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How SALT and Religion can explain each other?

Last month (Nov09), we had a good chance to welcome people from 2 countries to experience “ SALT ” through our SALT Visit Programmes in Chiang Mai Province, Thailand (2days programme). The first group of participants came from Myanmar with 10 people from "Burnet Institute, Myanmar" and "CARE International, Myanmar" plus another 2 people from the organisation who works in the border area between Thailand and Myanmar, "SMRU (Shoklo Malaria Research Unit) - PMTCT Programme” (Maela Refugee Camp in Mae Sod, Tak Province, Thailand). The second group came from Indonesia with 6 women from “Layak Foundation”. These 2 programmes were very exciting for me, I've learned a lot from both groups and of course, we've learned a lot from the communities we visited.

In the programmes, we visited the communities where they are applying SALT as their way of thinking/working and also linking it to their religion’s beliefs. For me, I found it is very interesting to listen to other people explaining about our beliefs in the different ways, especially from a region’s aspect.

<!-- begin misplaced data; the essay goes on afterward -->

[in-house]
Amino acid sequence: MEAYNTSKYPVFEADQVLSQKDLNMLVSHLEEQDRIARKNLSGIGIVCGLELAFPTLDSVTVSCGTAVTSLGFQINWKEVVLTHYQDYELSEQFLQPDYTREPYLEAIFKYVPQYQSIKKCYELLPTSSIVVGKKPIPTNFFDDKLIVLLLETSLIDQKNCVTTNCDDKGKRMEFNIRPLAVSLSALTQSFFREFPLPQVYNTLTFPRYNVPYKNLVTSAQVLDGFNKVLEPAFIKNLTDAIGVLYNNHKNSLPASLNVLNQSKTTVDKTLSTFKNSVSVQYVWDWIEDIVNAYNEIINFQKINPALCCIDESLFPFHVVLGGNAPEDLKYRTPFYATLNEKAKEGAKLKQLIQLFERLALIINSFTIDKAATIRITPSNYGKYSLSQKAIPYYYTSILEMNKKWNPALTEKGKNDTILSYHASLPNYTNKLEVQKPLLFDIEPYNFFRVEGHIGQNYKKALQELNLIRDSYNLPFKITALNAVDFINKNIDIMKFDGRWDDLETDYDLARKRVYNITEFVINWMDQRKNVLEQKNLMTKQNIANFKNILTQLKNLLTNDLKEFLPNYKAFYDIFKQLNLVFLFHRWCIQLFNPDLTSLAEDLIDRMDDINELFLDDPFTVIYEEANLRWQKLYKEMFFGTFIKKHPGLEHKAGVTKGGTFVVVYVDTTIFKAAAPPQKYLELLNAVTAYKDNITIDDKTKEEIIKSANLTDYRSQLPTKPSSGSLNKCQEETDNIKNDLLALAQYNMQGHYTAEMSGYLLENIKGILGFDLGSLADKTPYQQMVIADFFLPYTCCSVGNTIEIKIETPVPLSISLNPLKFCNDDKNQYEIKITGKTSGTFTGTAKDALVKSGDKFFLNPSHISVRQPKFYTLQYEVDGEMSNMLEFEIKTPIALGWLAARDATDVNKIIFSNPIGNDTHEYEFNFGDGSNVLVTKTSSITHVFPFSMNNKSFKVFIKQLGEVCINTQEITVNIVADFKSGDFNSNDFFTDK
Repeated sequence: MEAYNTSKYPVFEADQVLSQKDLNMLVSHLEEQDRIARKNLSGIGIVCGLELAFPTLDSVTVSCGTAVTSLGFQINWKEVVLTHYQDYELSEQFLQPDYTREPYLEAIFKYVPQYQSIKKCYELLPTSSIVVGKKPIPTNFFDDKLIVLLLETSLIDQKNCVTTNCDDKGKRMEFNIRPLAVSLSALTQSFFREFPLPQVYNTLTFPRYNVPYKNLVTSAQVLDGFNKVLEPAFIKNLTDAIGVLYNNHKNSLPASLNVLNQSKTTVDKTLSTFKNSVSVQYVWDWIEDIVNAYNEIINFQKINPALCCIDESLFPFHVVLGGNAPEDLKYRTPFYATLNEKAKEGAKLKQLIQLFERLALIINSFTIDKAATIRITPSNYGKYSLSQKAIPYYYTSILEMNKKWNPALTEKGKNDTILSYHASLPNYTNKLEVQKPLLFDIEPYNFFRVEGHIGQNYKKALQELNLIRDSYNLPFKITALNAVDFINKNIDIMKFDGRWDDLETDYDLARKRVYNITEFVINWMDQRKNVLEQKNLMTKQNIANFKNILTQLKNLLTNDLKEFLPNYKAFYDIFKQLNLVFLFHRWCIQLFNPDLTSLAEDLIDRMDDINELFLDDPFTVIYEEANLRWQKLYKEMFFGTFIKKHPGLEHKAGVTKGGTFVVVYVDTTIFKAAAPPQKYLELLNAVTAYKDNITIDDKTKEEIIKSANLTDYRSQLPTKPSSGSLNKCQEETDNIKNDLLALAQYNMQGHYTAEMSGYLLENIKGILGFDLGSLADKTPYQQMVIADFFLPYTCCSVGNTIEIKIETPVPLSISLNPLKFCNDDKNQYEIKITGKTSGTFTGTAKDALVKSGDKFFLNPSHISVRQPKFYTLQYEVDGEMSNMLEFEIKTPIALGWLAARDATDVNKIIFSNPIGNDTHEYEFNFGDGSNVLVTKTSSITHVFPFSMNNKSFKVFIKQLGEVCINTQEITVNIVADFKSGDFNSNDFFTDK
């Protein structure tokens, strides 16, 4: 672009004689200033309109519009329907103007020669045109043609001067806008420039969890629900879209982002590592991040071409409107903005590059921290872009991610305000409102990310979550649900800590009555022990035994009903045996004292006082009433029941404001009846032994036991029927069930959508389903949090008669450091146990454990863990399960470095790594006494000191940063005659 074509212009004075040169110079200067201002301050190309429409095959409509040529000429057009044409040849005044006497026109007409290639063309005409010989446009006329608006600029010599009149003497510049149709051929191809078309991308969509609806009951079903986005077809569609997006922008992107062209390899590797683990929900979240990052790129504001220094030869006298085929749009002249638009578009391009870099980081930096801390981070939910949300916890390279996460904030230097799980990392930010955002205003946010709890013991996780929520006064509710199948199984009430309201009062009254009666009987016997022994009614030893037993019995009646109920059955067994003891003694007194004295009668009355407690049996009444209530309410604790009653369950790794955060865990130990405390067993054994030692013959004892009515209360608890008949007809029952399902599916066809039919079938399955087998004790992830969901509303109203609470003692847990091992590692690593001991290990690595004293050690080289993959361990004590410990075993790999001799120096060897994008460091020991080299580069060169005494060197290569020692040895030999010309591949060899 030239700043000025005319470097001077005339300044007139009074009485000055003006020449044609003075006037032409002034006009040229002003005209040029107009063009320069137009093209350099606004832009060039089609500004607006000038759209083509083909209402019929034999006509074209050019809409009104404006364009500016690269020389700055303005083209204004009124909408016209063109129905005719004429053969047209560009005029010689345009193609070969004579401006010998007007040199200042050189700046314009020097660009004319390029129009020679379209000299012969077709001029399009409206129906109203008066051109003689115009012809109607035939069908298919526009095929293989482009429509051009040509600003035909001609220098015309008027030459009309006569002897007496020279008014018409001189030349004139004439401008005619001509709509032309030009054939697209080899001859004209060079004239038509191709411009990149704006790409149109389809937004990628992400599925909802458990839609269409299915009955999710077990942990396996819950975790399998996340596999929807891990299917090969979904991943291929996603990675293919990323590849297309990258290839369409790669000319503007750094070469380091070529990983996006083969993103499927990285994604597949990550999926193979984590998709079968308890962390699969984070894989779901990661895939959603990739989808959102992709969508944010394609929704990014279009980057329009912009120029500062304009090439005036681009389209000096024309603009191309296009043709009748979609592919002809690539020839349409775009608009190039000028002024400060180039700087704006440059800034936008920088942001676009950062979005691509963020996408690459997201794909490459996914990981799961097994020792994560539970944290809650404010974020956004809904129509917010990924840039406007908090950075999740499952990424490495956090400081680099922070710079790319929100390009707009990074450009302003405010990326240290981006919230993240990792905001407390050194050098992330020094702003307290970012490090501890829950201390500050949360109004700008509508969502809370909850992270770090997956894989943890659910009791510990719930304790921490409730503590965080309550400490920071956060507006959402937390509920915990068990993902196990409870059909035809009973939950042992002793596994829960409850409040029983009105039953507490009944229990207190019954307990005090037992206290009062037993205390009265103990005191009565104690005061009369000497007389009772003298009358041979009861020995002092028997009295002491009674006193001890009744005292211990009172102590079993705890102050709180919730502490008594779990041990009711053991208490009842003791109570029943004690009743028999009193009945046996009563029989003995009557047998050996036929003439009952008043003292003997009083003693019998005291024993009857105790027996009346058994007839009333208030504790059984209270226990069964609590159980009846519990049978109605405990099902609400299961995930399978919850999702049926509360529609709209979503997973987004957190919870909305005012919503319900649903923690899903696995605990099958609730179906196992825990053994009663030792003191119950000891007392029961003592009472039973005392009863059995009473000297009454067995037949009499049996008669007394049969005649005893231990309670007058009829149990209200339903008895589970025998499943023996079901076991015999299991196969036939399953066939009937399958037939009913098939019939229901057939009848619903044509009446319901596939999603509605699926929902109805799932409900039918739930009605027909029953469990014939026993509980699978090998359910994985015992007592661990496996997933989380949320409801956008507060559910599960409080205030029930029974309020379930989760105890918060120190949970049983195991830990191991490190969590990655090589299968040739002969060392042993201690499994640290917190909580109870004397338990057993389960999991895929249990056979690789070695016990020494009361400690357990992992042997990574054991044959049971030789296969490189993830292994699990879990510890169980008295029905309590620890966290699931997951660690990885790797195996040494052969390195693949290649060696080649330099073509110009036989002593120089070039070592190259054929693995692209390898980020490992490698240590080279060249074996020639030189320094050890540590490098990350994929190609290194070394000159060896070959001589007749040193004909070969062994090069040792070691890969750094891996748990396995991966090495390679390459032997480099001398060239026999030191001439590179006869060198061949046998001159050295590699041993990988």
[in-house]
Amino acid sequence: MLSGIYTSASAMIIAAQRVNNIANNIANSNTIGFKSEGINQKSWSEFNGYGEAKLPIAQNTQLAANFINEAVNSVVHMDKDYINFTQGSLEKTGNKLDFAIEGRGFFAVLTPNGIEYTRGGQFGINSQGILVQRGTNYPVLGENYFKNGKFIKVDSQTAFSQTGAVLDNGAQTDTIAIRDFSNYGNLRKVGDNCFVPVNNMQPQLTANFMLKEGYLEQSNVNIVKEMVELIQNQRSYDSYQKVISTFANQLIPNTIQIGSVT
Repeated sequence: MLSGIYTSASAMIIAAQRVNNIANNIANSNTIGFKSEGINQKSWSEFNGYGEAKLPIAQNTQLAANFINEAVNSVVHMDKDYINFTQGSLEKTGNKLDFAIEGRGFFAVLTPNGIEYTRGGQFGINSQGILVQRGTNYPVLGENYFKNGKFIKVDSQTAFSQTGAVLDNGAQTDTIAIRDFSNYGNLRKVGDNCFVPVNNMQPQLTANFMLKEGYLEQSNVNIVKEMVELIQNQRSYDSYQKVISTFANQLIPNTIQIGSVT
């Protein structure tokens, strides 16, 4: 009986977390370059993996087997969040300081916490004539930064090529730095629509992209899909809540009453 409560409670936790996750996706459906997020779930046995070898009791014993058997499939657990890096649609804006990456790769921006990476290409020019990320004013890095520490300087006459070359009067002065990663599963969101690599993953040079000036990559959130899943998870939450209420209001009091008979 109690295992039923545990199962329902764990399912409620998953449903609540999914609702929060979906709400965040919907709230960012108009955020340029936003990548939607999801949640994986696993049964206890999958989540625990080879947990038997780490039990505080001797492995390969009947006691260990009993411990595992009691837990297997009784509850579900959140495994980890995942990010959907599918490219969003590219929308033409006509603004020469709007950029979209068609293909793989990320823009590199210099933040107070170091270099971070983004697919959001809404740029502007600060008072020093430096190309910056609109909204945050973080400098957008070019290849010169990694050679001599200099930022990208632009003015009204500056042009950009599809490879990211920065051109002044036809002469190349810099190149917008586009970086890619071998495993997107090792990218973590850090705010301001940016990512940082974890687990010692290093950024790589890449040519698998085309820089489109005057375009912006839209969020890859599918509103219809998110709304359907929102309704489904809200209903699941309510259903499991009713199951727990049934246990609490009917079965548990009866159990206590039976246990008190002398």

The 1st programme was organized on 9-10 November 2009 for 12 people from the Burmese Organisations. We went to Jedi Maekrua Temple in San Sai District, Chiang Mai Province to meet with the representatives from the Committee of the HIV/AIDS Working Group in Jedi Maekrua Community (religion leaders, community leaders and volunteer workers that included PLHA). The HIV/AIDS Working Group in this community was initiated by the Buddhist Monk, Phra Kru Samuhhavichern Khunnadhammo, by turning a Buddhist Temple, Jedi Maekrua Temple, as a center for the working group. Their strategy to promote and expand the network was to start working and coordinating with community leaders and involve in the group and let them play the role of influencing more and more people in community including PLHA (People Living with HIV/AIDS) to see the benefits of having this working group in the community and start to join the activities.